This conference is the second in a series designed to explore the connections between notions of
translation (as practice and object of inquiry, but also as concept and master trope for
intercultural dynamics) and the networks of identity that have historically developed around and
across the Atlantic. It derives its pretext and rationale from a set of (ostensibly disparate)
commemorative opportunities afforded by the year 2017.
The fifth centenary of Martin Luther's Ninety-five Theses (1517);
The centenary of the October Revolution (1917);
The centenary of the US decision to enter the Great War (1917).
The first two of these events, unquestionably momentous for world history, are apparently
remote from our Atlantic emphasis – but their respective consequences for the geopolitics of the
early modern and / or modern world, within their different timespans, were crucially to include a
transatlantic focus. Indeed, forms of belief, and ensuing forms of action, derived from the
overwhelming impact of the Reformation have always been recognised as crucial to many of the
transits from Old to New World that have shaped western history since the early 17th century.
Within the narrower range proper to one single elapsed century, the capacity of the Russian
Revolution of 1917 (together with the political conformations to which it gave rise) to shape
ideology and action through either adherence or rejection was made evident in the stark political
alignments that marked most of the past century – again, with crucial consequences for some of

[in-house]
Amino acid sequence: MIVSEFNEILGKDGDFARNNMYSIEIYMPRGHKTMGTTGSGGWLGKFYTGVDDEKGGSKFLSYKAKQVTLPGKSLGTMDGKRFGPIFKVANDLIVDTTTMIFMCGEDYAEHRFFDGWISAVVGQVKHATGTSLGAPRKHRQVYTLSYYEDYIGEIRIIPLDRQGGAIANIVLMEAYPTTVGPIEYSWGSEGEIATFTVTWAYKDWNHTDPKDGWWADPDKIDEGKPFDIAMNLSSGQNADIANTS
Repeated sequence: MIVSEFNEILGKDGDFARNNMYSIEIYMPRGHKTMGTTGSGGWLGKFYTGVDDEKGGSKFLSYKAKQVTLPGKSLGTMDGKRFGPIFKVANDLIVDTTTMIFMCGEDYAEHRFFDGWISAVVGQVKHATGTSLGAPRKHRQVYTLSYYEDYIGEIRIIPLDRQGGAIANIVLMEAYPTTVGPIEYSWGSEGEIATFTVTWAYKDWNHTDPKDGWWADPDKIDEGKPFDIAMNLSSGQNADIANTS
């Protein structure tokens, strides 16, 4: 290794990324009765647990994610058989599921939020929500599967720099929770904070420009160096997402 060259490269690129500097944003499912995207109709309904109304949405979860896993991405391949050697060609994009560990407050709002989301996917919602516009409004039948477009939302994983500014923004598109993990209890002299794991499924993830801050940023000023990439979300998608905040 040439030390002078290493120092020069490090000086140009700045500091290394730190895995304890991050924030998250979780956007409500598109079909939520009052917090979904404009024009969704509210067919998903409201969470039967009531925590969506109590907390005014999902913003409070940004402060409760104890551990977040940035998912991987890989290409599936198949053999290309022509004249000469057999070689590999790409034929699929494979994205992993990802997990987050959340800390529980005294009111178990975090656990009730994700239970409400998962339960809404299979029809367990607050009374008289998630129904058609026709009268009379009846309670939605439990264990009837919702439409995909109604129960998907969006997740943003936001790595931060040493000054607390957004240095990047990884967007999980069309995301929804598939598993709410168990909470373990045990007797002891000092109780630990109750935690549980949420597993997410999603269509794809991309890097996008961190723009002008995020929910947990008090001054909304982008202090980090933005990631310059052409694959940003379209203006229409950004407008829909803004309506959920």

the allegiances and differences that have developed around the Atlantic space.
The dynamics generated by these relations are brought into starker relief when we
consider the complex historical rapport between America and the world, and more particularly
between America and Europe. The third event listed above offers a signal opportunity for
reflecting on such bonds, especially at a juncture when many assumptions that were taken for
granted over the past century are being pondered anew.
Translation can be found to intersect productively with any consideration of the above.
First of all, the historical designs in question had a lot to do with verbal transits. These range
from the discussions about the dignity of vernaculars, compounded by the challenges posed by
translating God's word, that marked the history of the Reformed churches and their role in
shaping modern cultures; to the linguistic implications of the internationalism of political
movements inspired by the October revolution, in its worldwide train of consequences; to the
verbal processing of the Great War in the age when newsprint was acquiring an unprecedented
Secondly, the place that translation has recently acquired in the panorama of inquiry of the
humanities and social sciences has made it a master trope for intercultural designs, and hence a
source of conceptual footholds for revising the complex relations introduced in human
experience by the historical developments commemorated in 2017.